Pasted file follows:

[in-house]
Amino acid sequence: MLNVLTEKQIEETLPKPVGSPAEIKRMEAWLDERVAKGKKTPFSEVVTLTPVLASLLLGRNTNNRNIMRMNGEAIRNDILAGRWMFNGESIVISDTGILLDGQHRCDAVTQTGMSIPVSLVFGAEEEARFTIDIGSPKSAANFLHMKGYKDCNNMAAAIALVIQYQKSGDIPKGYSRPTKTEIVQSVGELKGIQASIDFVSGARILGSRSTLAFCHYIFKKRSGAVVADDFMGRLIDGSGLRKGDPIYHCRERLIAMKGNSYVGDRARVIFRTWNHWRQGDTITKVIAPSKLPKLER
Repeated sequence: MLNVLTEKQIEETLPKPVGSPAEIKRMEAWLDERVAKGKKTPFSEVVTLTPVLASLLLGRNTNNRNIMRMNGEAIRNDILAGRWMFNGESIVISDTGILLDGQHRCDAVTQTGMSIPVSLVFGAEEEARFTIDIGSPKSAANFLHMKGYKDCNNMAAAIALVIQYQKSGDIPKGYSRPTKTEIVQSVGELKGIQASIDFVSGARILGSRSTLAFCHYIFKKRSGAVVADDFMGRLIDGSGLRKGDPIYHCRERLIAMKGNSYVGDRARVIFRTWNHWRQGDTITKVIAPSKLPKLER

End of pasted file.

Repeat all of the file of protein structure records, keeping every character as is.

[in-house]
Amino acid sequence: MLNVLTEKQIEETLPKPVGSPAEIKRMEAWLDERVAKGKKTPFSEVVTLTPVLASLLLGRNTNNRNIMRMNGEAIRNDILAGRWMFNGESIVISDTGILLDGQHRCDAVTQTGMSIPVSLVFGAEEEARFTIDIGSPKSAANFLHMKGYKDCNNMAAAIALVIQYQKSGDIPKGYSRPTKTEIVQSVGELKGIQASIDFVSGARILGSRSTLAFCHYIFKKRSGAVVADDFMGRLIDGSGLRKGDPIYHCRERLIAMKGNSYVGDRARVIFRTWNHWRQGDTITKVIAPSKLPKLER
Repeated sequence: MLNVLTEKQIEETLPKPVGSPAEIKRMEAWLDERVAKGKKTPFSEVVTLTPVLASLLLGRNTNNRNIMRMNGEAIRNDILAGRWMFNGESIVISDTGILLDGQHRCDAVTQTGMSIPVSLVFGAEEEARFTIDIGSPKSAANFLHMKGYKDCNNMAAAIALVIQYQKSGDIPKGYSRPTKTEIVQSVGELKGIQASIDFVSGARILGSRSTLAFCHYIFKKRSGAVVADDFMGRLIDGSGLRKGDPIYHCRERLIAMKGNSYVGDRARVIFRTWNHWRQGDTITKVIAPSKLPKLER